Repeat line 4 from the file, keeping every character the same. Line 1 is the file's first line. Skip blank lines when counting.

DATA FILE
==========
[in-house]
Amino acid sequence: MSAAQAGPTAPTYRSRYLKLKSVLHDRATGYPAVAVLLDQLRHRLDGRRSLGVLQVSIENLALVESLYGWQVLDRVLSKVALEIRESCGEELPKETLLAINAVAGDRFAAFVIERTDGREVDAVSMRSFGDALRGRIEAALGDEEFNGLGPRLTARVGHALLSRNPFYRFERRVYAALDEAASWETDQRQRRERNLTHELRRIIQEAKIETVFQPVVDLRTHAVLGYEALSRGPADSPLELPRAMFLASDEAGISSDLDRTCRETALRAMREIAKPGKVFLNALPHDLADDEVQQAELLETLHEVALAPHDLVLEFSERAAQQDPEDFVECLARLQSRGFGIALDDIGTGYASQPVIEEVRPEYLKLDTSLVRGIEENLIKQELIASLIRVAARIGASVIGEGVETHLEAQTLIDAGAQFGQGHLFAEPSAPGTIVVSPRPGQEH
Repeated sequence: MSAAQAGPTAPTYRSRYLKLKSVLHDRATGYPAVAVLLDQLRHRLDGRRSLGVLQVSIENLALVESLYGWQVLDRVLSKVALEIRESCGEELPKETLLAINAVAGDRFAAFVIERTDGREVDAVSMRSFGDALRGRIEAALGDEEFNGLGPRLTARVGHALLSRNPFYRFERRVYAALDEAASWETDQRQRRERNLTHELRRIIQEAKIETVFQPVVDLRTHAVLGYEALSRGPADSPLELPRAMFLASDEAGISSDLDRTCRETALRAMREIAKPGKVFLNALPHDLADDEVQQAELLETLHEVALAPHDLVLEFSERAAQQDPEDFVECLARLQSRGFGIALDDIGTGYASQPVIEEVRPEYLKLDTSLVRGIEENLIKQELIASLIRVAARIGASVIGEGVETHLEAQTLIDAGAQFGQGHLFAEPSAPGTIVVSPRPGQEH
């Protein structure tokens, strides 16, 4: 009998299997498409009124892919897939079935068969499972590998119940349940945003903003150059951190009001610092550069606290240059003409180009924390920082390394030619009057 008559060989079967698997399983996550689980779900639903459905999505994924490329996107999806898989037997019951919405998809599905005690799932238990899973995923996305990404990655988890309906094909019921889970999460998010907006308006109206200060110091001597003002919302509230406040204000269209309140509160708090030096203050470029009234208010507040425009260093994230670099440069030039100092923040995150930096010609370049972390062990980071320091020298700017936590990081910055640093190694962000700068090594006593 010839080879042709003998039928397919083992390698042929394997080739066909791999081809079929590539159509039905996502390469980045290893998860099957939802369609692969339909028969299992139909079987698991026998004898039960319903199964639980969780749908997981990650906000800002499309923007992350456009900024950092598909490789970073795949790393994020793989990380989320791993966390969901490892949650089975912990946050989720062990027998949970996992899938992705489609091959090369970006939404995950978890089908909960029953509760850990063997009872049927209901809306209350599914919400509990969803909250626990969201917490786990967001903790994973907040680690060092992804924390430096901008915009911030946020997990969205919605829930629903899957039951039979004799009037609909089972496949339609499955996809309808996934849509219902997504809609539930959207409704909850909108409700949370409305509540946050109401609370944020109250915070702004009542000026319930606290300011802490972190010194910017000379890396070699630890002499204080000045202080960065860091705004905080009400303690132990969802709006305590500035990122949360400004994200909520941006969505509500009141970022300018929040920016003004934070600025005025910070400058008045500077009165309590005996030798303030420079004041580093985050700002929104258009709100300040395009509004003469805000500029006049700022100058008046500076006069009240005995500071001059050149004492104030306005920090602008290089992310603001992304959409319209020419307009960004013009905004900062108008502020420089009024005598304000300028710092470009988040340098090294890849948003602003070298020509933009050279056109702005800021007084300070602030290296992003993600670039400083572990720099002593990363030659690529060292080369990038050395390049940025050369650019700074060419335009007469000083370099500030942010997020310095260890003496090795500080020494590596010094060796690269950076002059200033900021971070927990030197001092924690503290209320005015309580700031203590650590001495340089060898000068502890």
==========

């Protein structure tokens, strides 16, 4: 009998299997498409009124892919897939079935068969499972590998119940349940945003903003150059951190009001610092550069606290240059003409180009924390920082390394030619009057 008559060989079967698997399983996550689980779900639903459905999505994924490329996107999806898989037997019951919405998809599905005690799932238990899973995923996305990404990655988890309906094909019921889970999460998010907006308006109206200060110091001597003002919302509230406040204000269209309140509160708090030096203050470029009234208010507040425009260093994230670099440069030039100092923040995150930096010609370049972390062990980071320091020298700017936590990081910055640093190694962000700068090594006593 010839080879042709003998039928397919083992390698042929394997080739066909791999081809079929590539159509039905996502390469980045290893998860099957939802369609692969339909028969299992139909079987698991026998004898039960319903199964639980969780749908997981990650906000800002499309923007992350456009900024950092598909490789970073795949790393994020793989990380989320791993966390969901490892949650089975912990946050989720062990027998949970996992899938992705489609091959090369970006939404995950978890089908909960029953509760850990063997009872049927209901809306209350599914919400509990969803909250626990969201917490786990967001903790994973907040680690060092992804924390430096901008915009911030946020997990969205919605829930629903899957039951039979004799009037609909089972496949339609499955996809309808996934849509219902997504809609539930959207409704909850909108409700949370409305509540946050109401609370944020109250915070702004009542000026319930606290300011802490972190010194910017000379890396070699630890002499204080000045202080960065860091705004905080009400303690132990969802709006305590500035990122949360400004994200909520941006969505509500009141970022300018929040920016003004934070600025005025910070400058008045500077009165309590005996030798303030420079004041580093985050700002929104258009709100300040395009509004003469805000500029006049700022100058008046500076006069009240005995500071001059050149004492104030306005920090602008290089992310603001992304959409319209020419307009960004013009905004900062108008502020420089009024005598304000300028710092470009988040340098090294890849948003602003070298020509933009050279056109702005800021007084300070602030290296992003993600670039400083572990720099002593990363030659690529060292080369990038050395390049940025050369650019700074060419335009007469000083370099500030942010997020310095260890003496090795500080020494590596010094060796690269950076002059200033900021971070927990030197001092924690503290209320005015309580700031203590650590001495340089060898000068502890």